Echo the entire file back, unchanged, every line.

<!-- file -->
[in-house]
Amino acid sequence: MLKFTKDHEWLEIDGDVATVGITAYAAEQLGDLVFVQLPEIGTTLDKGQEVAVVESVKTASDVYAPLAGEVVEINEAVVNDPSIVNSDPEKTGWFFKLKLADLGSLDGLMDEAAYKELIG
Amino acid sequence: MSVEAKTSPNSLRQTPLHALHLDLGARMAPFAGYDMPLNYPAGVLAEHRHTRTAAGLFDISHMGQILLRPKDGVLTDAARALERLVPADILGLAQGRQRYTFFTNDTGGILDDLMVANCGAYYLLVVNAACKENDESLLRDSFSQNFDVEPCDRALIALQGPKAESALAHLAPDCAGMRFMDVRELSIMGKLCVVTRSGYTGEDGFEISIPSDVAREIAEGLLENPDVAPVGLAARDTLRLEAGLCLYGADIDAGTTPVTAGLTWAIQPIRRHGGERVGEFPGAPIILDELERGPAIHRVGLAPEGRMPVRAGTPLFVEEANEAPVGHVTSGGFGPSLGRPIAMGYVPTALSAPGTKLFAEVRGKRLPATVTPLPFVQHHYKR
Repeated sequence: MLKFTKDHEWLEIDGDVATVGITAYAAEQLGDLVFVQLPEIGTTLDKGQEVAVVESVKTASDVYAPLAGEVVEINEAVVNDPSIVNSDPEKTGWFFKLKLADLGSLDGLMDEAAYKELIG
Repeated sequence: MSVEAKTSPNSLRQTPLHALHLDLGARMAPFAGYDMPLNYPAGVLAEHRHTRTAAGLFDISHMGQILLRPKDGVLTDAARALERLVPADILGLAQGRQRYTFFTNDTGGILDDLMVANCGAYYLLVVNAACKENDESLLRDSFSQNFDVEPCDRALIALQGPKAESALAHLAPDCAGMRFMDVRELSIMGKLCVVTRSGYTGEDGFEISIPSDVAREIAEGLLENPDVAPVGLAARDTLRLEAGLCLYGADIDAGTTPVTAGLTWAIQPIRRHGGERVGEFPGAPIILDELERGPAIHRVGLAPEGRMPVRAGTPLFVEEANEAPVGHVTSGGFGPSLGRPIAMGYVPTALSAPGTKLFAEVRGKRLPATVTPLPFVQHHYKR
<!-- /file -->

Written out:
[in-house]
Amino acid sequence: MLKFTKDHEWLEIDGDVATVGITAYAAEQLGDLVFVQLPEIGTTLDKGQEVAVVESVKTASDVYAPLAGEVVEINEAVVNDPSIVNSDPEKTGWFFKLKLADLGSLDGLMDEAAYKELIG
Amino acid sequence: MSVEAKTSPNSLRQTPLHALHLDLGARMAPFAGYDMPLNYPAGVLAEHRHTRTAAGLFDISHMGQILLRPKDGVLTDAARALERLVPADILGLAQGRQRYTFFTNDTGGILDDLMVANCGAYYLLVVNAACKENDESLLRDSFSQNFDVEPCDRALIALQGPKAESALAHLAPDCAGMRFMDVRELSIMGKLCVVTRSGYTGEDGFEISIPSDVAREIAEGLLENPDVAPVGLAARDTLRLEAGLCLYGADIDAGTTPVTAGLTWAIQPIRRHGGERVGEFPGAPIILDELERGPAIHRVGLAPEGRMPVRAGTPLFVEEANEAPVGHVTSGGFGPSLGRPIAMGYVPTALSAPGTKLFAEVRGKRLPATVTPLPFVQHHYKR
Repeated sequence: MLKFTKDHEWLEIDGDVATVGITAYAAEQLGDLVFVQLPEIGTTLDKGQEVAVVESVKTASDVYAPLAGEVVEINEAVVNDPSIVNSDPEKTGWFFKLKLADLGSLDGLMDEAAYKELIG
Repeated sequence: MSVEAKTSPNSLRQTPLHALHLDLGARMAPFAGYDMPLNYPAGVLAEHRHTRTAAGLFDISHMGQILLRPKDGVLTDAARALERLVPADILGLAQGRQRYTFFTNDTGGILDDLMVANCGAYYLLVVNAACKENDESLLRDSFSQNFDVEPCDRALIALQGPKAESALAHLAPDCAGMRFMDVRELSIMGKLCVVTRSGYTGEDGFEISIPSDVAREIAEGLLENPDVAPVGLAARDTLRLEAGLCLYGADIDAGTTPVTAGLTWAIQPIRRHGGERVGEFPGAPIILDELERGPAIHRVGLAPEGRMPVRAGTPLFVEEANEAPVGHVTSGGFGPSLGRPIAMGYVPTALSAPGTKLFAEVRGKRLPATVTPLPFVQHHYKR